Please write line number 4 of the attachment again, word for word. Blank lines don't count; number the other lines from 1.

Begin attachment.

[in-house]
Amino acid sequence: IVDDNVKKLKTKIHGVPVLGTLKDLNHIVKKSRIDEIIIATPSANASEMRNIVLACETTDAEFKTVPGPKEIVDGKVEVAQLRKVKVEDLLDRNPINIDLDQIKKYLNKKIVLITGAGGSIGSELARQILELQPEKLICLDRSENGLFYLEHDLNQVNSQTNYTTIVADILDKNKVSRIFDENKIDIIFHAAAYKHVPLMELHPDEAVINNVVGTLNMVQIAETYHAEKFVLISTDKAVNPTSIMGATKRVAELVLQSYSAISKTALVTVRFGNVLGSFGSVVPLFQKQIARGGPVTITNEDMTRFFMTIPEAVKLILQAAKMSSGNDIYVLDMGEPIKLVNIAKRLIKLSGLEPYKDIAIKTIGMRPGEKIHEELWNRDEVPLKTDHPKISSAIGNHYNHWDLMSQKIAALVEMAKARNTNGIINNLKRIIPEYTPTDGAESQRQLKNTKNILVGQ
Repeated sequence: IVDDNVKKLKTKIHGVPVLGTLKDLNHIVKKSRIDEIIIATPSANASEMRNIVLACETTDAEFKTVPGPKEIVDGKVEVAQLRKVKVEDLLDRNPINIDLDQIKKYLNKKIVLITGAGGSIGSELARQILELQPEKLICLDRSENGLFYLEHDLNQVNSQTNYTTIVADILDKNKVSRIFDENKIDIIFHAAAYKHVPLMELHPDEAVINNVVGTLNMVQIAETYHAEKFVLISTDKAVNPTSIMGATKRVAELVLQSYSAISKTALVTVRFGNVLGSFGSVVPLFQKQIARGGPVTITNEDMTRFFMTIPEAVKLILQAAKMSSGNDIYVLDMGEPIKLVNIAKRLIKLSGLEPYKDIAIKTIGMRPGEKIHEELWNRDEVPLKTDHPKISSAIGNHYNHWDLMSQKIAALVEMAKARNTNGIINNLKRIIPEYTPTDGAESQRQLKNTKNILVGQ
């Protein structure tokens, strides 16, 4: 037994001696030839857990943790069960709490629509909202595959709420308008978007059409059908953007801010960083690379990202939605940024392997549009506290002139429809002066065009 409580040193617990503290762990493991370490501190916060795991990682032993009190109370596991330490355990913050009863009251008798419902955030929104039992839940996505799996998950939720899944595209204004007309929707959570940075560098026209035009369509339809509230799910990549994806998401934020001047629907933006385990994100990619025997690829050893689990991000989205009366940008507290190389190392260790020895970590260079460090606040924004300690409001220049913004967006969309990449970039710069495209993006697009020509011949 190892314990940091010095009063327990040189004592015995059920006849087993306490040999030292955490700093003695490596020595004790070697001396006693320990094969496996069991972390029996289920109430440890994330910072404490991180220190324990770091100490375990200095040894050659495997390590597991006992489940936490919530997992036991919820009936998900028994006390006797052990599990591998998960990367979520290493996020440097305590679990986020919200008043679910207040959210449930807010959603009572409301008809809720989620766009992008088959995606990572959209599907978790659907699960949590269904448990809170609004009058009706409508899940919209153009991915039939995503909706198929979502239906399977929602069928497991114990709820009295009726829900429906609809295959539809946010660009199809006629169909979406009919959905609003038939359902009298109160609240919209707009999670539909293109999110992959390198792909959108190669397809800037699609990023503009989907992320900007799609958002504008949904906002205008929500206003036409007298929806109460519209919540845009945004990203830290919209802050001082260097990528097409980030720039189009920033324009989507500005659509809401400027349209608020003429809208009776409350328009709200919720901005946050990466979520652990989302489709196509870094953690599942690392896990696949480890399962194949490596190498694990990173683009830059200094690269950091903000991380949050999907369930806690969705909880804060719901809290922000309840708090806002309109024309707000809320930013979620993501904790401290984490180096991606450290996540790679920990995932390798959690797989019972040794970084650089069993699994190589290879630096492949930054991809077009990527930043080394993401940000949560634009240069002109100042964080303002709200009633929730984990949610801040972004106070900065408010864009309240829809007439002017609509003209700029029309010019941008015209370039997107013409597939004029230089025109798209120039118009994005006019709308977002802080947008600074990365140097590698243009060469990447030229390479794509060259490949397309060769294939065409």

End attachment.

């Protein structure tokens, strides 16, 4: 037994001696030839857990943790069960709490629509909202595959709420308008978007059409059908953007801010960083690379990202939605940024392997549009506290002139429809002066065009 409580040193617990503290762990493991370490501190916060795991990682032993009190109370596991330490355990913050009863009251008798419902955030929104039992839940996505799996998950939720899944595209204004007309929707959570940075560098026209035009369509339809509230799910990549994806998401934020001047629907933006385990994100990619025997690829050893689990991000989205009366940008507290190389190392260790020895970590260079460090606040924004300690409001220049913004967006969309990449970039710069495209993006697009020509011949 190892314990940091010095009063327990040189004592015995059920006849087993306490040999030292955490700093003695490596020595004790070697001396006693320990094969496996069991972390029996289920109430440890994330910072404490991180220190324990770091100490375990200095040894050659495997390590597991006992489940936490919530997992036991919820009936998900028994006390006797052990599990591998998960990367979520290493996020440097305590679990986020919200008043679910207040959210449930807010959603009572409301008809809720989620766009992008088959995606990572959209599907978790659907699960949590269904448990809170609004009058009706409508899940919209153009991915039939995503909706198929979502239906399977929602069928497991114990709820009295009726829900429906609809295959539809946010660009199809006629169909979406009919959905609003038939359902009298109160609240919209707009999670539909293109999110992959390198792909959108190669397809800037699609990023503009989907992320900007799609958002504008949904906002205008929500206003036409007298929806109460519209919540845009945004990203830290919209802050001082260097990528097409980030720039189009920033324009989507500005659509809401400027349209608020003429809208009776409350328009709200919720901005946050990466979520652990989302489709196509870094953690599942690392896990696949480890399962194949490596190498694990990173683009830059200094690269950091903000991380949050999907369930806690969705909880804060719901809290922000309840708090806002309109024309707000809320930013979620993501904790401290984490180096991606450290996540790679920990995932390798959690797989019972040794970084650089069993699994190589290879630096492949930054991809077009990527930043080394993401940000949560634009240069002109100042964080303002709200009633929730984990949610801040972004106070900065408010864009309240829809007439002017609509003209700029029309010019941008015209370039997107013409597939004029230089025109798209120039118009994005006019709308977002802080947008600074990365140097590698243009060469990447030229390479794509060259490949397309060769294939065409």